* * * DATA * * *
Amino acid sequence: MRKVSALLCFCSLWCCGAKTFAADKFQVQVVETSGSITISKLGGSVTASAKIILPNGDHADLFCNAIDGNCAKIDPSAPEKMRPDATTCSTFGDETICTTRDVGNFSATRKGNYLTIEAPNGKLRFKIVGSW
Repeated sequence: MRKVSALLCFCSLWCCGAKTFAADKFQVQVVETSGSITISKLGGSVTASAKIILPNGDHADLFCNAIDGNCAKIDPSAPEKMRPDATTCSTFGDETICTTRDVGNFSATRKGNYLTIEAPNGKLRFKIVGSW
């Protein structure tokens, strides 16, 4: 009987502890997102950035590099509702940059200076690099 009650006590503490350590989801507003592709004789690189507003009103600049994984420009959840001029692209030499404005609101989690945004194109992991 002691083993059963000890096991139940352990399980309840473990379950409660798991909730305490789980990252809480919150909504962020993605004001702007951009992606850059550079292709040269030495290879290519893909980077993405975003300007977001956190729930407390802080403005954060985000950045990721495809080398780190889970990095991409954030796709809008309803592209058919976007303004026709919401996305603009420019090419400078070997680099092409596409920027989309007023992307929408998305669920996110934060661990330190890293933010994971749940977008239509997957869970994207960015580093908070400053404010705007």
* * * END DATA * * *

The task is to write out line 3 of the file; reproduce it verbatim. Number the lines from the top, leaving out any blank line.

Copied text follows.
């Protein structure tokens, strides 16, 4: 009987502890997102950035590099509702940059200076690099 009650006590503490350590989801507003592709004789690189507003009103600049994984420009959840001029692209030499404005609101989690945004194109992991 002691083993059963000890096991139940352990399980309840473990379950409660798991909730305490789980990252809480919150909504962020993605004001702007951009992606850059550079292709040269030495290879290519893909980077993405975003300007977001956190729930407390802080403005954060985000950045990721495809080398780190889970990095991409954030796709809008309803592209058919976007303004026709919401996305603009420019090419400078070997680099092409596409920027989309007023992307929408998305669920996110934060661990330190890293933010994971749940977008239509997957869970994207960015580093908070400053404010705007």